The use of current technology is closely incorporated into development of
learning skills, providing tools with which to assist individual and group
learning and research, as well as in the implementation of service projects.
Collaboration with the University of Arizona, located in Tucson, will expand the
resources available for use by the students, provide mentors, and development
assistance of community service projects.
Sites and Results of IEI Curriculum Use
The IEI curriculum is easily adapted to any
educational environment. It was first used in the newly created
Yuzhno-Sakhalinsk International School (YSIS) in Sakhalin, Russia, in 1991.
The first graduating class of YSIS held its commencement in May of 1999.
Of the 44 original students who started the program in the 5th grade, 19
students remained with the program through graduation. Many students left
the island due to the economic difficulties in Russia. A few others moved
to other programs that did not charge tuition. Of the 19 students who
graduated, all were accepted at the college or university of their choice.
This included one student who elected to go to university in Japan (Keio
University), one to Sheffield University in Great Britain, two to universities
in Australia, one to the University of Hawaii, one to the University of Alaska,
and four others to various colleges and universities in the continental U.S.
One of the students in this last group was asked to take a test for the
President's Scholarship to Deserving Students from the NIS. This
included taking the Michigan Test for English and writing a 500-1000 word essay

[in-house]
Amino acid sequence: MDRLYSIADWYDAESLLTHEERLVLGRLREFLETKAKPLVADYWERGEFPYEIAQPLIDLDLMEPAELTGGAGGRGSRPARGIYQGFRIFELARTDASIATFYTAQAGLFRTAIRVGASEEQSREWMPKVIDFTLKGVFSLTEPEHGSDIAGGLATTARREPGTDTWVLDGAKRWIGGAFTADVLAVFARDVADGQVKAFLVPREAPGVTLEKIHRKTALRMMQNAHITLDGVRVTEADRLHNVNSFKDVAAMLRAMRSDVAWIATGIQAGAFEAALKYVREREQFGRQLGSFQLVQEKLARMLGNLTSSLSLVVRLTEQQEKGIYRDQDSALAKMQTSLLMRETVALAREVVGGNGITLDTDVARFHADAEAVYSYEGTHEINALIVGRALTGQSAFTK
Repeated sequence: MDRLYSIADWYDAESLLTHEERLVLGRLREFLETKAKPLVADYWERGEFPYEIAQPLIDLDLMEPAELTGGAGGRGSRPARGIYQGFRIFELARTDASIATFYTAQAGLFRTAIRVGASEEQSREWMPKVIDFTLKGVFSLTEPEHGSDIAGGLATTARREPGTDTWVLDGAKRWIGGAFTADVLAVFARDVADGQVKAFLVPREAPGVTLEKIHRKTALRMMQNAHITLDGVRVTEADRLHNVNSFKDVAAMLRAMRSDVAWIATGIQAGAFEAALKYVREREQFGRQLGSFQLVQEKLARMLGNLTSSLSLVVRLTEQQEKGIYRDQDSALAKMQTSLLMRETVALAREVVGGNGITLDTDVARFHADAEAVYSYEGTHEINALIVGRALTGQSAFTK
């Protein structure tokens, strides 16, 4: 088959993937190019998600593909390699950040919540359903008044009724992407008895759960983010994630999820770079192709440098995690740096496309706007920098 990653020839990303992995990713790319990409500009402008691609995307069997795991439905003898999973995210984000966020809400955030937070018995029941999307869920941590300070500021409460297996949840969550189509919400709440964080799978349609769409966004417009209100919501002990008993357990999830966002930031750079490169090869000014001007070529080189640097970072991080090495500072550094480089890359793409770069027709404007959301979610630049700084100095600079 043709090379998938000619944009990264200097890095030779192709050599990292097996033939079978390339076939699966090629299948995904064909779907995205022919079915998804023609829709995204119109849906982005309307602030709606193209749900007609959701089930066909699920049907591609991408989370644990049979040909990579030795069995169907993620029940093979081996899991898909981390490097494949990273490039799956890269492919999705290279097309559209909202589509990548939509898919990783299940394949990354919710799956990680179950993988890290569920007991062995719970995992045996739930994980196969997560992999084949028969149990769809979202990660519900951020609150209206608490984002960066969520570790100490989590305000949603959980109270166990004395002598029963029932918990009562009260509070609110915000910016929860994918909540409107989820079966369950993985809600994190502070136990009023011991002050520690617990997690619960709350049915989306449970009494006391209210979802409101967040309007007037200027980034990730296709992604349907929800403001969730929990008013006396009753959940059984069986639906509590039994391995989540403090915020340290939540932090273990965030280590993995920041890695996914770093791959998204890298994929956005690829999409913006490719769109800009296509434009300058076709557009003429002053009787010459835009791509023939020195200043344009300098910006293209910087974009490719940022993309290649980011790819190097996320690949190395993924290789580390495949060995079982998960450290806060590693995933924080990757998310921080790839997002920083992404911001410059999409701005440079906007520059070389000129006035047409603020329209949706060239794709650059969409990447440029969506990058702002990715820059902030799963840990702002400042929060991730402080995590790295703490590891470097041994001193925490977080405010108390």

on what the student wanted to major in and why she thought it was important to
her future and to the world. She scored one of the highest scores ever
recorded on the Michigan Test for English, and was awarded a full scholarship
(books, tuition and monthly stipend) to study International Relations at
Michigan State University. The remaining nine students gained admission to
prominent universities in Russia, with at least two students saying that they
wanted to study law and governance as that was what Russia needed more than
anything else at this time.
these students were in the 8th grade, 24 of them were asked to come as
representatives of Sakhalin, Russia, to a UN sponsored conference in Denmark.
They were invited to take part in a mock UN general assembly meeting run by
youth from all over Europe. The YSIS students were selected by the media to be
the general spokespersons for the gathering because of their command of English,
their outgoing and gregarious nature, their grasp of the problems facing the
world, and their ability to communicate clearly the processes needed to solve
them. In interviews, the students said that they thought it was normal for them
to think and speak that way. That was what they did all the time at their
school. Education experts from England, Holland, and Denmark visited the school
and thoroughly investigated the pedagogy and the teaching methodology behind the
curriculum. They concluded that "this style of teaching, the way the curriculum
relates all the subjects to each other, the way the content-based immersion
approach to education involves the students in the critical thinking processes,
mark this curriculum as being on the cutting edge of the very best of
The IEI curriculum is currently
being adapted for use at the Townsend International School in the Czech
Republic; the Ocean of Light School in Tonga (South Pacific); in Rural Learning
Centers in Malaysia; and was used at the Daystar International School in Japan.
Portions of the curriculum are in use in both remedial and advanced learning
centers in the People's Republic of China, Germany, and Mexico.
In 1999, the IEI curriculum was awarded the top prize for educational innovation
by the Federal Ministry of Education for Russia. It was highly praised by the
Ministry of Education for the Czech Republic and is under consideration for
becoming the Republic's standard curriculum.